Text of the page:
Israel is becoming increasingly concerned over what it perceives as a subtle drift in American policy statements that may be encouraging the Arabs to believe that they can insist on more concessions than an elected Israeli government can deliver.

Recent statements by the Carter administration about Palestinians and borders have usually been explained away later by State Department spokesmen in terms that are compatible with Israel's basic position, and there is no doubt here about the administration's commitment to Israel's security.

There is a growing worry, however, tha tambiguous statements, whether planned or unplanned, are creating a climate of psychological pressure on Israel and a climate of illusion in the Arab world that could lead to difficulties for Israel and the Arabs when negotiations begin.

Acting Prime Minister Shimon Peres, presiding over his first Cabinet session yesterday, turned down proposals that the government conduct a review of U.S.-Israelis relations. Peres, who became acting prime minister Friday following Yitzhak Rabin's decision to take a leave because of his involvement in a financial scandal, decided that any Cabinet debate on relations with the United States by a caretaker administration three weeks before a general election would be inappropriate.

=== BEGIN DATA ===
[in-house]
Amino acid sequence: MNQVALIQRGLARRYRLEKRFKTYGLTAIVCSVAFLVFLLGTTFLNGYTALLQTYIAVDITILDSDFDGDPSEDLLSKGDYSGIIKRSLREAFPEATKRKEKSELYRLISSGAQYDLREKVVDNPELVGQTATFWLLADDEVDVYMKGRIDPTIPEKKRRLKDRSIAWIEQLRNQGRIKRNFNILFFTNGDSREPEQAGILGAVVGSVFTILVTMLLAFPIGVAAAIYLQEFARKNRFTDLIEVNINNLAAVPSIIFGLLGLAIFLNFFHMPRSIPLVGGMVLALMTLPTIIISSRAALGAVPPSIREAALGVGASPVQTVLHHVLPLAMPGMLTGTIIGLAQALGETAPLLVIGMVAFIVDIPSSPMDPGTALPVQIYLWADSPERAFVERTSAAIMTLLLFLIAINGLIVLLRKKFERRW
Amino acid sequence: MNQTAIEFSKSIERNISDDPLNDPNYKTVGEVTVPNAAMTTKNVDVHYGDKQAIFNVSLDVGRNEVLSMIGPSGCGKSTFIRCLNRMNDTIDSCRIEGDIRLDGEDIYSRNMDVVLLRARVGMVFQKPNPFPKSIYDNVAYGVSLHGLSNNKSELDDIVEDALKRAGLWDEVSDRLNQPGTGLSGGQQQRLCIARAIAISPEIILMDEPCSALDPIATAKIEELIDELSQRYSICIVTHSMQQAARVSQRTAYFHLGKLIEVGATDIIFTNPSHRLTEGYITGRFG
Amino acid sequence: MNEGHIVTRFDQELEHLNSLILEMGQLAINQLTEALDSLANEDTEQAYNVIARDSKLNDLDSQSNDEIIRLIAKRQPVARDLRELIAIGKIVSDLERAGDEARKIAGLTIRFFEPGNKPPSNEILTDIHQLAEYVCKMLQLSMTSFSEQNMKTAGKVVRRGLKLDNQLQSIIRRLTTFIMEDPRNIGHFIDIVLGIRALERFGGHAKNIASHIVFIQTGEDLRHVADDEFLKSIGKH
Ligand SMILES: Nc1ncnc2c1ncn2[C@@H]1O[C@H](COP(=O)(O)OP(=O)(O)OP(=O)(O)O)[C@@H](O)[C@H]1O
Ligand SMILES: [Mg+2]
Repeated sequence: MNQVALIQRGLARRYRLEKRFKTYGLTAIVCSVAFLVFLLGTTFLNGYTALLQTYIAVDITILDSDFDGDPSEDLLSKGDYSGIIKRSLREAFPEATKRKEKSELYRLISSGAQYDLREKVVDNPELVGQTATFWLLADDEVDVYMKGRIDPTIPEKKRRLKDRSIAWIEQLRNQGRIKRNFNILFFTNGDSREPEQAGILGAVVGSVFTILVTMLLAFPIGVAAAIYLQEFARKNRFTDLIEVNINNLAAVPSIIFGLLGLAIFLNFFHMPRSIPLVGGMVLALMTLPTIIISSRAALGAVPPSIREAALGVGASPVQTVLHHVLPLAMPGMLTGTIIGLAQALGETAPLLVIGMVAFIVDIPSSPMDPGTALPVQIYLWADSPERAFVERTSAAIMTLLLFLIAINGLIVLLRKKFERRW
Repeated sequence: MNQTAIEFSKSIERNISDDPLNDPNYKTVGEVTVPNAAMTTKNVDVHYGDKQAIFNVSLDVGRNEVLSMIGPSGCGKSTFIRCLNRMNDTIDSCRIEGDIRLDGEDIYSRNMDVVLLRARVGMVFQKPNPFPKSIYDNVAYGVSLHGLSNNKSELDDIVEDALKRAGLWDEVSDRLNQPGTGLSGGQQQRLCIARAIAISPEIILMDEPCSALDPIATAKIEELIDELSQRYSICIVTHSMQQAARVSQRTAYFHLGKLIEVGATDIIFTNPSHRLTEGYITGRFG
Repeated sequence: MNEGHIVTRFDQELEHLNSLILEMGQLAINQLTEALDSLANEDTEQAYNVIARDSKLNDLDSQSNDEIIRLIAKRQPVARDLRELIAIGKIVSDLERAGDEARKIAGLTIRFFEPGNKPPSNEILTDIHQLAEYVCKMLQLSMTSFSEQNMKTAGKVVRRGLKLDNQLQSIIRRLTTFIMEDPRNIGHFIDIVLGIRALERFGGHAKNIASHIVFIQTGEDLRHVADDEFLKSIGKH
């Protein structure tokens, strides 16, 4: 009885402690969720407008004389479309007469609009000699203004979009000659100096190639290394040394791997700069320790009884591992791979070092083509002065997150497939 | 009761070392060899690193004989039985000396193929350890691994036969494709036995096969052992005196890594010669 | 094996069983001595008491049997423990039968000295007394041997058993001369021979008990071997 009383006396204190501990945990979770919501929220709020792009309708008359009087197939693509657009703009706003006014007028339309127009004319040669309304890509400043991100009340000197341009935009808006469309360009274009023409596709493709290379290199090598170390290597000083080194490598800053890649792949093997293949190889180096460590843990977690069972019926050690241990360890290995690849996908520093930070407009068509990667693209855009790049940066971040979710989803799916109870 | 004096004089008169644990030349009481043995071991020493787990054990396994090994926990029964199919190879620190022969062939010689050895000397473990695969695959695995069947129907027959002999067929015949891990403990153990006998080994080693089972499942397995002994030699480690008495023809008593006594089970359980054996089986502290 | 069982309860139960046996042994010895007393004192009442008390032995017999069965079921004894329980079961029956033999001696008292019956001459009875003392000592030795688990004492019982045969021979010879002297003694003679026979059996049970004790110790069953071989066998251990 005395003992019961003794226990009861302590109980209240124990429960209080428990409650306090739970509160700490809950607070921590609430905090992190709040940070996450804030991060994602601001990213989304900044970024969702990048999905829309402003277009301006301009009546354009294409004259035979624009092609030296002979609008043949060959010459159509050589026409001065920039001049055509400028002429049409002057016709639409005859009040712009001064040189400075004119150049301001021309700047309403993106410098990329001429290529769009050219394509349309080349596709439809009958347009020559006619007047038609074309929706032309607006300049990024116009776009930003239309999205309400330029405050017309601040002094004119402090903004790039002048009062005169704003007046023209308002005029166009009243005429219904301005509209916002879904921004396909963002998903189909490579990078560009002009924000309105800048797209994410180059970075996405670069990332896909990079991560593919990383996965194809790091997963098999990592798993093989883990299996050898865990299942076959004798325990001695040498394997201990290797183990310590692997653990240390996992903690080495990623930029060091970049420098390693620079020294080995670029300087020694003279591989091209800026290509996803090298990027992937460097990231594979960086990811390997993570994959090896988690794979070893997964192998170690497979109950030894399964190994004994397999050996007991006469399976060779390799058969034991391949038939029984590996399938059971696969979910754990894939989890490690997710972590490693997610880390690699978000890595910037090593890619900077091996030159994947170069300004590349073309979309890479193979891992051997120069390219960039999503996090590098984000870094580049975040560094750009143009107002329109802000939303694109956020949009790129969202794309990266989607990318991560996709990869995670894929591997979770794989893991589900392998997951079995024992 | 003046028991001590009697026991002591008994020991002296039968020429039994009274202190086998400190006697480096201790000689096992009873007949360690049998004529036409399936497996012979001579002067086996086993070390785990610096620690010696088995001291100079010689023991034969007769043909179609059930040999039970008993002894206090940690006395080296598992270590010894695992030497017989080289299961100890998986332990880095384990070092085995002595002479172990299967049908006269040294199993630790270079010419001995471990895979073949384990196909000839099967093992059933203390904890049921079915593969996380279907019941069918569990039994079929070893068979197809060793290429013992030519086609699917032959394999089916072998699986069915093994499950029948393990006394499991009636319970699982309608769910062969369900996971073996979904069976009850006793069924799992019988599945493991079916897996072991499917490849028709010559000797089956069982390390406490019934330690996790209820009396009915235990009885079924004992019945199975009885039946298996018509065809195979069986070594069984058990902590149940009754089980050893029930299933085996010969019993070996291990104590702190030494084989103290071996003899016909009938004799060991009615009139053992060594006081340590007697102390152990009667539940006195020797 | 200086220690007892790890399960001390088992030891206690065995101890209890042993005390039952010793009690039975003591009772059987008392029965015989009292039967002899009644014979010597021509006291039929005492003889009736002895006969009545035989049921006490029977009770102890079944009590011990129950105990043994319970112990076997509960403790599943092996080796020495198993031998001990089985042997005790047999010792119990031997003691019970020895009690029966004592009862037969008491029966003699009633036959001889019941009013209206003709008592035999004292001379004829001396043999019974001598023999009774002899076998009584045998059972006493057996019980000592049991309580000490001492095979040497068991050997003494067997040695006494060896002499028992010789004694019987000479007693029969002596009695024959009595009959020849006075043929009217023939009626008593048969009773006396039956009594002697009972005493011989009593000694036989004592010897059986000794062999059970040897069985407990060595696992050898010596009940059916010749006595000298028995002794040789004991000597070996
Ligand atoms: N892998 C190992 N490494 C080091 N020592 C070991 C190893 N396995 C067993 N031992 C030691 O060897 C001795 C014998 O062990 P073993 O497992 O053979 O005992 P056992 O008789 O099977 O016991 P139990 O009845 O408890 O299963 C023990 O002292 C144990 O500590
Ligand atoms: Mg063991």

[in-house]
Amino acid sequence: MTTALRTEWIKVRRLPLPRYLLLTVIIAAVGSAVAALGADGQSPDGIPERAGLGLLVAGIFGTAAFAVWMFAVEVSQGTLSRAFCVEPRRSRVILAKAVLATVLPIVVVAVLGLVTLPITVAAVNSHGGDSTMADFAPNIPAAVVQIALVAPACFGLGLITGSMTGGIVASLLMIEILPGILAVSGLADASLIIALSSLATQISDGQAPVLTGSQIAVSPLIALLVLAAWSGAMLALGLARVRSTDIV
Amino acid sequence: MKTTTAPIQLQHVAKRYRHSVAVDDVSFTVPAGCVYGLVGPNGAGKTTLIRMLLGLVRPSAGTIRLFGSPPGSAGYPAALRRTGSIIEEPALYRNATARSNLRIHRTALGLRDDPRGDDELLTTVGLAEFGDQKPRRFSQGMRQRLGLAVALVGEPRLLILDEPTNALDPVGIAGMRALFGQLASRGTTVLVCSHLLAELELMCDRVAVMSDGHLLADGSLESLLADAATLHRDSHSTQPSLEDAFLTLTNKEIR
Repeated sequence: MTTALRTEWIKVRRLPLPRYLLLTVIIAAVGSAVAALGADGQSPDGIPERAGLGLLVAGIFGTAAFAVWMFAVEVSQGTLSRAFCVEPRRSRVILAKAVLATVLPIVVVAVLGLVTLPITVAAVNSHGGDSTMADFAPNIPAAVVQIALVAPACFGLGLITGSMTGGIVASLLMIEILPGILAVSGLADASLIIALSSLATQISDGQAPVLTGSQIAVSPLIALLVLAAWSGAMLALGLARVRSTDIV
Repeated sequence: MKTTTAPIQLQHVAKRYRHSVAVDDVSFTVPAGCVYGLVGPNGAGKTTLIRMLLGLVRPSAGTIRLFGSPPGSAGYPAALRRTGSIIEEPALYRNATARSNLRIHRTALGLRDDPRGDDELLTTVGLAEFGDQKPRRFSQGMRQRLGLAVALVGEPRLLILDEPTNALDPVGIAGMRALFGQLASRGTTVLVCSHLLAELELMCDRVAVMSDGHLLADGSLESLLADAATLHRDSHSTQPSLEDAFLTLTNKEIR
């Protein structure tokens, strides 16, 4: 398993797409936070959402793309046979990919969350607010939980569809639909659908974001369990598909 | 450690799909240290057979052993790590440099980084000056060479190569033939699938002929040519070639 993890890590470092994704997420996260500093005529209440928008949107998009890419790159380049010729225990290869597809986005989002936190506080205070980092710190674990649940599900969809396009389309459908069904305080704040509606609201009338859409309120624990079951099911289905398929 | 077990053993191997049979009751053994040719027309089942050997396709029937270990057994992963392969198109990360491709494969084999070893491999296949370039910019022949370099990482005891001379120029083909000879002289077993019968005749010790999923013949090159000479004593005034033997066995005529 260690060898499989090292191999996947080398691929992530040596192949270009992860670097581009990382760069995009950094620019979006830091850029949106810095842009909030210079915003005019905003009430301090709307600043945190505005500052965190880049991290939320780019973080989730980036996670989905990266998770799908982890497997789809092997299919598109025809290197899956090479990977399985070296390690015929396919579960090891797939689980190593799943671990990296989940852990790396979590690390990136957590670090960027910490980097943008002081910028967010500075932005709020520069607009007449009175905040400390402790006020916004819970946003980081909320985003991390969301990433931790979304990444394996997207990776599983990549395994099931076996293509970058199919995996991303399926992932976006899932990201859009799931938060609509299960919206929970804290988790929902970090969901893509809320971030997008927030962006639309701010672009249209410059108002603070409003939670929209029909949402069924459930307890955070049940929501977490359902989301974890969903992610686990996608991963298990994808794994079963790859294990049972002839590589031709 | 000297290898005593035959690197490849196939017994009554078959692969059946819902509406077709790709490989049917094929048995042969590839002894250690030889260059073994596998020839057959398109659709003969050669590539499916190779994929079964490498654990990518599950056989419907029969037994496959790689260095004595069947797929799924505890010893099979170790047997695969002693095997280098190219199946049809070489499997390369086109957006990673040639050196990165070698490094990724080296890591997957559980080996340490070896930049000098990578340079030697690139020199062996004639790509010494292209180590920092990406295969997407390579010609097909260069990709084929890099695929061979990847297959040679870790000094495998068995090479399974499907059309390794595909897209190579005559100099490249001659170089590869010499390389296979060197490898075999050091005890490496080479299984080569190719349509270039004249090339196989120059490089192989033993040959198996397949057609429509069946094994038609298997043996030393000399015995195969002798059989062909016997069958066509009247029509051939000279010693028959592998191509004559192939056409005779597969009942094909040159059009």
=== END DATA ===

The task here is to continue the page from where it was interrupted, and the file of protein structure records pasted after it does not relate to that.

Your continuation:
Even so, Foreign Minister Yigal Allon told the Cabinet that, American denials not withstanding, there could be no hiding the possibility that serious differences exist between the United States and Israel on "questions of primary importance," the official communique said.

Specifically, Allon was commenting on recent press reports from Egypt saying that the Americans had discussed with the Egyptians a plan under which Israel would return to 1967 borders, and early warning stations, such as the ones now operating in the Sinai, would be placed outside the final borders of Israel.

American diplomats have assured the Israelis that they were merely exploring possibilities rather than discussing a formal American plan. For the Israelis, however, "defensible borders" means the retention of large pieces of the occupied territories. Allon told the Cabinet that "no technical means or other security arrangements" could be considered a substitute for defensible borders, but only as supplementing them.